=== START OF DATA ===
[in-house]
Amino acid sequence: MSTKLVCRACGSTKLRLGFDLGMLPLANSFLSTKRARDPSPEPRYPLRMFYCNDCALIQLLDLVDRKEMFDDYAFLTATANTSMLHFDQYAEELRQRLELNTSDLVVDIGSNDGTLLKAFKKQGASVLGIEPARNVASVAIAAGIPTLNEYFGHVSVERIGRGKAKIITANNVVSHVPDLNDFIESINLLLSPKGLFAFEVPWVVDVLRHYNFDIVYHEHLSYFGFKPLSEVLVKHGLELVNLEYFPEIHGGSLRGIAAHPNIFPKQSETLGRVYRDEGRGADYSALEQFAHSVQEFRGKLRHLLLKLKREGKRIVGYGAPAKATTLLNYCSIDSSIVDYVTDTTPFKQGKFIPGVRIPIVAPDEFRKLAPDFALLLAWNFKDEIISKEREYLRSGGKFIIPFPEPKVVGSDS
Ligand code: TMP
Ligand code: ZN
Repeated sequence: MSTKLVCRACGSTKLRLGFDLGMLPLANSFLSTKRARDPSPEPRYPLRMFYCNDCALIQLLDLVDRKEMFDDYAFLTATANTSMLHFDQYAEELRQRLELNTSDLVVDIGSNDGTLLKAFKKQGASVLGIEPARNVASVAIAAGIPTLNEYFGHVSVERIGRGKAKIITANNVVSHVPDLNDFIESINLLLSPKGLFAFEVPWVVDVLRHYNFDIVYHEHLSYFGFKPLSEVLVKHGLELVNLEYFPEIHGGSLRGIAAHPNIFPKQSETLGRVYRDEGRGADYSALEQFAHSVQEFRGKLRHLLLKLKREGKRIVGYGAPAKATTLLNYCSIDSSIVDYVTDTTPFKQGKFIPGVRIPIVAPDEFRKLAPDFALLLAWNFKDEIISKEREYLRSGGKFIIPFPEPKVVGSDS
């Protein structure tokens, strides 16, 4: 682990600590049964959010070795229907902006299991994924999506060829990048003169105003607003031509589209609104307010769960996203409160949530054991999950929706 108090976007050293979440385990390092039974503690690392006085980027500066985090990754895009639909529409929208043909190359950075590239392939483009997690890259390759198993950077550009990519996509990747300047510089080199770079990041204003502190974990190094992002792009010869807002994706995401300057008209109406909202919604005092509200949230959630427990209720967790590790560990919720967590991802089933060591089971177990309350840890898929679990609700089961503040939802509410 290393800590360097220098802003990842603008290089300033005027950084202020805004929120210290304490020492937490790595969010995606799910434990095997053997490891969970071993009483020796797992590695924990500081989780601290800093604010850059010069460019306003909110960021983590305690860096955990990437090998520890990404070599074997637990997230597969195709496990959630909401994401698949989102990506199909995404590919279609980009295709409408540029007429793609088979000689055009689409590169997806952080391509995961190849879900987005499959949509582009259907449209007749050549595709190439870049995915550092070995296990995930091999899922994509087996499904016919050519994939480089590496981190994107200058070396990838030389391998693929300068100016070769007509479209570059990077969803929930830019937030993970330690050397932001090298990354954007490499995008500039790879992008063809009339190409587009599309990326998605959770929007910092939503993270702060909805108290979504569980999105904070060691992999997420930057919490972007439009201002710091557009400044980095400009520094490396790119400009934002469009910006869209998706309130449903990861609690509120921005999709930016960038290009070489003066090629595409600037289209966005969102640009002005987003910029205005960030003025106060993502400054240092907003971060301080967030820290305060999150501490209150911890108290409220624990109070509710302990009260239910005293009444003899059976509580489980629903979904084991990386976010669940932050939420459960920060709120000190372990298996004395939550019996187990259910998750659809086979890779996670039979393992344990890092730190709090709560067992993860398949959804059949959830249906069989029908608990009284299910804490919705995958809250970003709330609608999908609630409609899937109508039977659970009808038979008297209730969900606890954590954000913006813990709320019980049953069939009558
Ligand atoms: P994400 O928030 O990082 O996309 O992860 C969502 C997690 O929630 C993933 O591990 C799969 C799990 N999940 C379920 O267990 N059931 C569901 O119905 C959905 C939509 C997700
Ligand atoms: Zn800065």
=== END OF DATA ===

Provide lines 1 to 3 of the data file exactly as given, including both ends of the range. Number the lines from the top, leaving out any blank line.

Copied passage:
[in-house]
Amino acid sequence: MSTKLVCRACGSTKLRLGFDLGMLPLANSFLSTKRARDPSPEPRYPLRMFYCNDCALIQLLDLVDRKEMFDDYAFLTATANTSMLHFDQYAEELRQRLELNTSDLVVDIGSNDGTLLKAFKKQGASVLGIEPARNVASVAIAAGIPTLNEYFGHVSVERIGRGKAKIITANNVVSHVPDLNDFIESINLLLSPKGLFAFEVPWVVDVLRHYNFDIVYHEHLSYFGFKPLSEVLVKHGLELVNLEYFPEIHGGSLRGIAAHPNIFPKQSETLGRVYRDEGRGADYSALEQFAHSVQEFRGKLRHLLLKLKREGKRIVGYGAPAKATTLLNYCSIDSSIVDYVTDTTPFKQGKFIPGVRIPIVAPDEFRKLAPDFALLLAWNFKDEIISKEREYLRSGGKFIIPFPEPKVVGSDS
Ligand code: TMP